Flickr is a huge repository of photographs. There are some constraints associated with this collection. Many images are too small to be useful and some have restrictive copyrights. Careful searching, however, will retrieve a vast collection of photos which can be used in presentations and on web pages.

Finding and Using Flickr Images

The use of Creative Commons images fits nicely into the OSN philosophy; we share our resources for educational purposes.


Use the Advanced Search function and click in the “Only search within Creative Commons-licensed content” check box (it is close to the bottom of the page). This limits the search to Creative Commons photos. These are the photos which you can use in an educational context without violating copyright restrictions.

Be careful using Creative Commons searching. It is easy to revert into searching the entire collection.

When you find an interesting photo, note the TAGs. They may lead you to other, related photos.


  • Be courteous and add attribution to the person who took the photo.
  • Use only Creative Commons photos (click on the Creative Commons button in the Advanced Search panel).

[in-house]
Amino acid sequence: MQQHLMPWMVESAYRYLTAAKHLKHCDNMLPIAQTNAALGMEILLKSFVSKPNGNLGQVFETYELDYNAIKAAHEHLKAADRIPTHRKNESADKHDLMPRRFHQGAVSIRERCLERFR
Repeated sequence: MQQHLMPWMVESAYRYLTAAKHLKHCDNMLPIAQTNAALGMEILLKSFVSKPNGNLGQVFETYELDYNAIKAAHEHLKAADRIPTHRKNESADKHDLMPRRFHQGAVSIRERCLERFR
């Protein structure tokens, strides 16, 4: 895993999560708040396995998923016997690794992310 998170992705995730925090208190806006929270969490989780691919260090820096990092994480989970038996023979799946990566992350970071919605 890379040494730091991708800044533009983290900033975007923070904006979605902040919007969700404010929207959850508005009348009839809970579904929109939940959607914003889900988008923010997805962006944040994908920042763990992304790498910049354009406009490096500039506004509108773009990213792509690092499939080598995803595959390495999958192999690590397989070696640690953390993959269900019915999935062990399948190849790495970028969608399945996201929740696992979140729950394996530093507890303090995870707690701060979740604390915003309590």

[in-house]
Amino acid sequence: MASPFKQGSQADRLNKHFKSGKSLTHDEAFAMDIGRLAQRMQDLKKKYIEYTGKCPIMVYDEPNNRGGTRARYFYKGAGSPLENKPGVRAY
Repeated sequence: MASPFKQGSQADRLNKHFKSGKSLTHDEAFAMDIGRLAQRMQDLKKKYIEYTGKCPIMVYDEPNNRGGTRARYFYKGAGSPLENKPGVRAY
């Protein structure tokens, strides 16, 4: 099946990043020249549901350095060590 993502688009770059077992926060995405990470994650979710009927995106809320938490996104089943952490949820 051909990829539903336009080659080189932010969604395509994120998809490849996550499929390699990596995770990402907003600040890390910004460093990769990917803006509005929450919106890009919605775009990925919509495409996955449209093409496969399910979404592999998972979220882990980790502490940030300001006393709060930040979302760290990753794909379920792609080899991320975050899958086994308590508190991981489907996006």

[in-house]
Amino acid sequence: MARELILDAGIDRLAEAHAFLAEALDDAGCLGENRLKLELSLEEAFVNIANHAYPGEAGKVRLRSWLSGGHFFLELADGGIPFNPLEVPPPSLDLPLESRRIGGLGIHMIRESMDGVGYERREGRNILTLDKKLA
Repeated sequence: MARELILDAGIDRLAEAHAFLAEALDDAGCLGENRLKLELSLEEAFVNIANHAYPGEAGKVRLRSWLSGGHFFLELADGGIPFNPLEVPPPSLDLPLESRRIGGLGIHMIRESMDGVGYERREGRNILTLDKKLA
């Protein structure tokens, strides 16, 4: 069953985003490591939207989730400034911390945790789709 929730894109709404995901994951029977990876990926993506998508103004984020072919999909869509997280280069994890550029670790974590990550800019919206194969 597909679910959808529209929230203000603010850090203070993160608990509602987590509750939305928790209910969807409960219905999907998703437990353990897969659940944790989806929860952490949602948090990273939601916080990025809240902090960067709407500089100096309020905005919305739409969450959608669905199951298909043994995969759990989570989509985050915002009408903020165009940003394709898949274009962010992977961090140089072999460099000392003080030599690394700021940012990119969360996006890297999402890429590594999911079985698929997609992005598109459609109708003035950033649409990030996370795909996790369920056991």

• Embed your photos rather than downloading them. This procedure provides a link back to the Flickr source page. Also, a tool tip appears over the photo with the photo title, creator and that it is from Flickr.
  • Load your own photos onto Flickr so that other people can use them. Make sure that they are tagged as Creative Commons.
  • TAG your photos in ways that will help other people find them (e.g., scientific name and location).

Placing Your Own Photos on Flickr

Free accounts limit the size and rate of adding photos.

Paid accounts remove the limits.


Plant-Oriented Example – Bitter melon

Almost any food plant you can imagine has some photos in the Flickr collection.
ニガウリ Bitter Melon
Photo by Kohei314

Crop-Oriented Example – Rice

Rice is likely to be the most important staple crop.

Photo by ImageMD

Cultural Example – Cooking

“Kitchens” vary greatly around the world. Flickr has lots of examples.
Photo by ex.libris